Guitarist shows his pluck

October 25, 2007|By Brad Schleicher | Brad Schleicher,Sun reporter

As much success as Bill Frisell has experienced in more than 20 years of recording and performing as a jazz guitarist, you would think he was born with his notable Fender Telecaster in his hands.

Surprisingly, the Baltimore-born, Grammy Award-winning artist's first foray into instrumental music wasn't with a guitar. Before pushing the boundaries of traditional jazz and eschewing the lines between musical genres, Frisell was tackling Tchaikovsky's "Stars and Stripes Forever" as a clarinet player while growing up in Denver.

It was during his teen years that Frisell made the transition from dedicated clarinetist in a junior high school band to an avid listener of surf music, English rock and pop, soul and blues heavyweights such as Otis Rush, B.B. King and Buddy Guy. It was then that he also picked up his neighbor's cheap, acoustic six-string guitar.

It was a match made in heaven.

Frisell will come back to his birthplace next week to perform (as a guitarist) with his trio as part of the Creative Differences Concert Series at 8 p.m. and 9:30 p.m. Tuesday and Wednesday at An Die Musik Live.

Picking up the guitar and playing solo gave Frisell the freedom that he lacked when playing clarinet in a large school band - it allowed him to break from the bounds of his classical clarinet pieces and unleash his creative side by playing pop music and improvising. "When I first started playing guitar, it was like a completely different side of my brain was working," he says. "Clarinet was a real intellectual process, but when I started playing guitar, I just sort of did it all on my own."

Throughout the rest of high school, Frisell played in numerous bands, covering numerous pop classics and even James Brown. He would eventually study music at the University of Northern Colorado and at the Berklee College of Music in Boston.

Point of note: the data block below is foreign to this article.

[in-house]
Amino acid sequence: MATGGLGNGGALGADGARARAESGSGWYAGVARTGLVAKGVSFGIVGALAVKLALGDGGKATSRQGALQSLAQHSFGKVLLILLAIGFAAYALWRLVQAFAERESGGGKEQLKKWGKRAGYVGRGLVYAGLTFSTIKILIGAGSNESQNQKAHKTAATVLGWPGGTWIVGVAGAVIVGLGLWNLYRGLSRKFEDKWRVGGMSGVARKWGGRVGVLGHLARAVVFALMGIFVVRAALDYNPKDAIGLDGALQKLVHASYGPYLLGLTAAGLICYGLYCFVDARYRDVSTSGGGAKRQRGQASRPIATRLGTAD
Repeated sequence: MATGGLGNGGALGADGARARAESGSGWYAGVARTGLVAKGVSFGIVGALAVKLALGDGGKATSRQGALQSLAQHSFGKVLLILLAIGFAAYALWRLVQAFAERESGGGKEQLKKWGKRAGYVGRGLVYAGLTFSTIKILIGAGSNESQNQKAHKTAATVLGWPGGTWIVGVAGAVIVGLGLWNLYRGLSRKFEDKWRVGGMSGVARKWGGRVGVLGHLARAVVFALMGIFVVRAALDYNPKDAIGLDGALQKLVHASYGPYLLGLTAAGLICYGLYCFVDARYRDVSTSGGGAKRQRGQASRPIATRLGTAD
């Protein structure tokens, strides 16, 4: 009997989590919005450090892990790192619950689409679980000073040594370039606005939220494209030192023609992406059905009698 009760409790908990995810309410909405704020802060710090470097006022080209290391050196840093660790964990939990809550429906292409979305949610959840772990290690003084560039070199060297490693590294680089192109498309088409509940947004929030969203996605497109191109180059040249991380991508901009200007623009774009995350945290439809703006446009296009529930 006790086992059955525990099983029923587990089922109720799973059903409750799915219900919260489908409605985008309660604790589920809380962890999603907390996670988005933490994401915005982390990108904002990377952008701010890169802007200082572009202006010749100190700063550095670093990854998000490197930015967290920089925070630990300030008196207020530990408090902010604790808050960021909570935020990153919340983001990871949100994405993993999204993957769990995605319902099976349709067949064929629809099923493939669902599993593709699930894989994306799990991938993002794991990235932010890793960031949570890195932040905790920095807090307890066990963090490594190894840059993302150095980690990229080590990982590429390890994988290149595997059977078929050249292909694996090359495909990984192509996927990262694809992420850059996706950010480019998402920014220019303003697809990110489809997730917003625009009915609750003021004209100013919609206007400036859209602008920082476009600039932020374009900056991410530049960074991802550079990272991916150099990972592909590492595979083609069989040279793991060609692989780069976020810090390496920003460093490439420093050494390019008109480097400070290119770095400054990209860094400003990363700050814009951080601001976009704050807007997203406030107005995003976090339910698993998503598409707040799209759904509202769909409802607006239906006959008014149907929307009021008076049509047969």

But Frisell has never stayed in one place long. After attending Berklee, Frisell lived in a number of places, including Belgium and New York, before settling in Seattle.

It was his frequent moves, busy tour schedule and playing as ECM Record's in-house guitarist that have allowed him to collaborate with some of the biggest and most diverse names in music, including Elvis Costello, Ginger Baker, John Scofield and even the Los Angeles Philharmonic.

But even after countless collaborations, Frisell managed to create long-lasting relationships and partnerships with some of these musicians. For more than 12 years, he made music with drummer Joey Baron and bassist Kermit Driscoll in the Bill Frisell Band before it disbanded it in the mid-1990s.

"It was almost like a marriage breaking up," Frisell said in a 1997 interview with Jazziz magazine.

But this painful experience hasn't prevented Frisell from collaborating again. He is currently touring with lap steel and pedal steel guitarist Greg Leisz and violinist Jenny Scheinman as the Bill Frisell Trio.

"What keeps me going is always reaching out for something more," says Frisell. "It's always been like that."

The Bill Frisell Trio will perform at 8 p.m. and 9:30 p.m. Tuesday and Wednesday at An Die Musik Live, 409 N. Charles St. Admission is $30-35. Ticket availability is limited. Call 410-385-2638.

brad.schleicher@baltsun.com

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